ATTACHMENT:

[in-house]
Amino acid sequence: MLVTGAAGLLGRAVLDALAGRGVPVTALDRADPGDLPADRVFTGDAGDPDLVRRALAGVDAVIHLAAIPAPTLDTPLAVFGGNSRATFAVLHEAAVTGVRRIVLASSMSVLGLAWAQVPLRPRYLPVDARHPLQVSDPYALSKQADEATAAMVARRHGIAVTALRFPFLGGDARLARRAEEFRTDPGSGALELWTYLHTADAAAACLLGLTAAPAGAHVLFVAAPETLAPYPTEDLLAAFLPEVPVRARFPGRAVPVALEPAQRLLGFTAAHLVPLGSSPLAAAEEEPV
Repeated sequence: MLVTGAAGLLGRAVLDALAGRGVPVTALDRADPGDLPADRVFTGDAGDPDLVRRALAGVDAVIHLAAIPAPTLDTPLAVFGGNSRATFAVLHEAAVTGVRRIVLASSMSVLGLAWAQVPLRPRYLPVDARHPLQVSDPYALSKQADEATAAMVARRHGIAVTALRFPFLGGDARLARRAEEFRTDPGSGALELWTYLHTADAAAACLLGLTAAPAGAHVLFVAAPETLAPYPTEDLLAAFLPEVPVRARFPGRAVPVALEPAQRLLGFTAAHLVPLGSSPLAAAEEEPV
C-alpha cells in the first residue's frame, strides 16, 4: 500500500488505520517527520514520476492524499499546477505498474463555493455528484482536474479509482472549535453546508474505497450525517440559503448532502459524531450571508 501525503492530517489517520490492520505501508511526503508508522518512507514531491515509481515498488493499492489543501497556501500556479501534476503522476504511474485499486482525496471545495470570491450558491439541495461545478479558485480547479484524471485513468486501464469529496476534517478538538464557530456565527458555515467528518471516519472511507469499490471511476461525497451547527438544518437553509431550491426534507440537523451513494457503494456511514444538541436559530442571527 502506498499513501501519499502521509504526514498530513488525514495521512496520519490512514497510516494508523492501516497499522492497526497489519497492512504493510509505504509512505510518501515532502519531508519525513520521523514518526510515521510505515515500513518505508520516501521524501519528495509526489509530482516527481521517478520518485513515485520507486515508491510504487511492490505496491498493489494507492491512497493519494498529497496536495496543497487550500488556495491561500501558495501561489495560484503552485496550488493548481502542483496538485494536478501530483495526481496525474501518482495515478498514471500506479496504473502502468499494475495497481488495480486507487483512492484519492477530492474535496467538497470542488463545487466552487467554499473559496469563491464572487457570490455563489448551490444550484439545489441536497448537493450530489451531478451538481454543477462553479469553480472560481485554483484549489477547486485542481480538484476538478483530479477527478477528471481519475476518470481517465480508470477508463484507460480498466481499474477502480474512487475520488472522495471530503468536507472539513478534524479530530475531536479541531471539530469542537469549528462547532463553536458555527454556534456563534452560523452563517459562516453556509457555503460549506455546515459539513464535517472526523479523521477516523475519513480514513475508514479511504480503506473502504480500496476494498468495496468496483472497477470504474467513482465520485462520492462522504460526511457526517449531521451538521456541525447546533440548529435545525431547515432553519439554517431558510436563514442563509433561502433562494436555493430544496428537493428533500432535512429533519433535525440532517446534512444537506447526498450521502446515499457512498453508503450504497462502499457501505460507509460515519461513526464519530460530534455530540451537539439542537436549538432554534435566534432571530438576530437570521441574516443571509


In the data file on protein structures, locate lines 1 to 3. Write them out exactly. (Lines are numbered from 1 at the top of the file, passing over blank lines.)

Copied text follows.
[in-house]
Amino acid sequence: MLVTGAAGLLGRAVLDALAGRGVPVTALDRADPGDLPADRVFTGDAGDPDLVRRALAGVDAVIHLAAIPAPTLDTPLAVFGGNSRATFAVLHEAAVTGVRRIVLASSMSVLGLAWAQVPLRPRYLPVDARHPLQVSDPYALSKQADEATAAMVARRHGIAVTALRFPFLGGDARLARRAEEFRTDPGSGALELWTYLHTADAAAACLLGLTAAPAGAHVLFVAAPETLAPYPTEDLLAAFLPEVPVRARFPGRAVPVALEPAQRLLGFTAAHLVPLGSSPLAAAEEEPV
Repeated sequence: MLVTGAAGLLGRAVLDALAGRGVPVTALDRADPGDLPADRVFTGDAGDPDLVRRALAGVDAVIHLAAIPAPTLDTPLAVFGGNSRATFAVLHEAAVTGVRRIVLASSMSVLGLAWAQVPLRPRYLPVDARHPLQVSDPYALSKQADEATAAMVARRHGIAVTALRFPFLGGDARLARRAEEFRTDPGSGALELWTYLHTADAAAACLLGLTAAPAGAHVLFVAAPETLAPYPTEDLLAAFLPEVPVRARFPGRAVPVALEPAQRLLGFTAAHLVPLGSSPLAAAEEEPV